Sujet de la thèse : Particle Methods in Finance
Sous la direction de : Raphaël DOUADY@: email@example.com 2013-2014 Master student of ENSTA ParisTech, Quantitative Finance2012-2013 Master student of University of Paris 1, Operational research and optimisation.2012-2012 Exchange student at the Bielefeld University2011-2012 First year of Master’s program in applied mathematics in Finance at the University of Paris 1Research interests: Counterparty credit risk modelling(CVA), Monte-Carlo Algorithms and Stochastic Differential Equations. Abstract
The thesis introduces simulation techniques that are based on particle methods and it consists of two parts, namely rare event simulation and a homotopy transport for stochastic volatility model estimation.
Particle methods, that generalize hidden Markov models, are widely used in different fields such as signal processing, biology, rare events estimation, finance, etc. There are a number of approaches that are based on Monte Carlo methods that allow to approximate a target density such as Markov Chain Monte Carlo (MCMC), sequential Monte Carlo (SMC). We apply SMC algorithms to estimate default probabilities in a stable process based intensity process to compute a credit value adjustment (CVA) with a wrong way risk (WWR). We propose a novel approach to estimate rare events, which is based on the generation of Markov Chains by simulating the Hamiltonian system. We demonstrate the properties, that allows us to have ergodic Markov Chain and show the performance of our approach on the example that we encounter in option pricing.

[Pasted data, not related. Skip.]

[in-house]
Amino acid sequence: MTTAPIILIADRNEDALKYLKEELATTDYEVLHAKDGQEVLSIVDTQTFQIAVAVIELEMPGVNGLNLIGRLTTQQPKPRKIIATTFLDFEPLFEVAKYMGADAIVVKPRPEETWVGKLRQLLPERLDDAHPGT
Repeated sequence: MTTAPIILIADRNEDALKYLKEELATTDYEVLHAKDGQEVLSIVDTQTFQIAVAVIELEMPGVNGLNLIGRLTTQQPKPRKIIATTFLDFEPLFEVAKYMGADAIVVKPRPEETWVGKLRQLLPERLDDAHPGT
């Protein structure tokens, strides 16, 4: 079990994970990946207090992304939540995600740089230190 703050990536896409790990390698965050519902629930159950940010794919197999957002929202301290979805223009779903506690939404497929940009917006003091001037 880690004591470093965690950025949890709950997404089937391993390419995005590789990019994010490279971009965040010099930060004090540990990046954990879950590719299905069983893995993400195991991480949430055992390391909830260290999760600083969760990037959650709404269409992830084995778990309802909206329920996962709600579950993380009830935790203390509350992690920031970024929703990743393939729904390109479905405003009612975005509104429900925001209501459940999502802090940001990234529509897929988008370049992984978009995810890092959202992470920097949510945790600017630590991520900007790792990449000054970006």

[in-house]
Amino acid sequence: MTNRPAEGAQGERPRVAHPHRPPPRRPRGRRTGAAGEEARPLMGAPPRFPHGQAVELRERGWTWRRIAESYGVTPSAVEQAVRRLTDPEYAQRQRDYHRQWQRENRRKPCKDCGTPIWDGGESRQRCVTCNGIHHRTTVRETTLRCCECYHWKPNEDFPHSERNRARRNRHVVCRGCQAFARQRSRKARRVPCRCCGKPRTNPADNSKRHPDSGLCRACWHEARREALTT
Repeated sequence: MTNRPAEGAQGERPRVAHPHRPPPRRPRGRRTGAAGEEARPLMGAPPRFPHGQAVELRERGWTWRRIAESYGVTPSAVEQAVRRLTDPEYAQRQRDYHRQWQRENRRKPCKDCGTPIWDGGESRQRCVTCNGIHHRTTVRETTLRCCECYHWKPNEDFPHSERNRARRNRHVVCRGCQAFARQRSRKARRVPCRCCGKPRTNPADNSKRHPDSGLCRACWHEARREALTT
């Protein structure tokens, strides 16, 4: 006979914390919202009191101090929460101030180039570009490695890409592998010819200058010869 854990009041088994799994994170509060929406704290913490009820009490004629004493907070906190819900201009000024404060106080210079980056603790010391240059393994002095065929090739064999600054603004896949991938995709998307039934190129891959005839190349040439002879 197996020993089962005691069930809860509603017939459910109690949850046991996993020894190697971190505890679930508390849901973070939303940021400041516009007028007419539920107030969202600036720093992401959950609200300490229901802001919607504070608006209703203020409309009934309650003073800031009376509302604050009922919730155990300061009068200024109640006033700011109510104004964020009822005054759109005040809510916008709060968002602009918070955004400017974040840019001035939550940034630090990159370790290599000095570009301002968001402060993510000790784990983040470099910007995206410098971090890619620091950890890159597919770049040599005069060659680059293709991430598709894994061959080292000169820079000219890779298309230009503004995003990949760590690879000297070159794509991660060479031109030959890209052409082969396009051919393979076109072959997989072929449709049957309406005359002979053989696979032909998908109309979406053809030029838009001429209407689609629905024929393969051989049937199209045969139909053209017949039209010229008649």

In the second part, we aim at numerically estimating a stochastic volatility model, and consider it in the context of a transportation problem, when we would like to find « an optimal transport map » that pushes forward the measure. In a filtering context, we understand it as the transportation of particles from a prior to a posterior distribution in pseudotime. We also proposed to reweight transported particles, so as we can direct to the area, where particles with high weights are concentrated. We showed the application of our method on the example of option pricing with Stein-Stein stochastic volatility model and illustrated the bias and variance.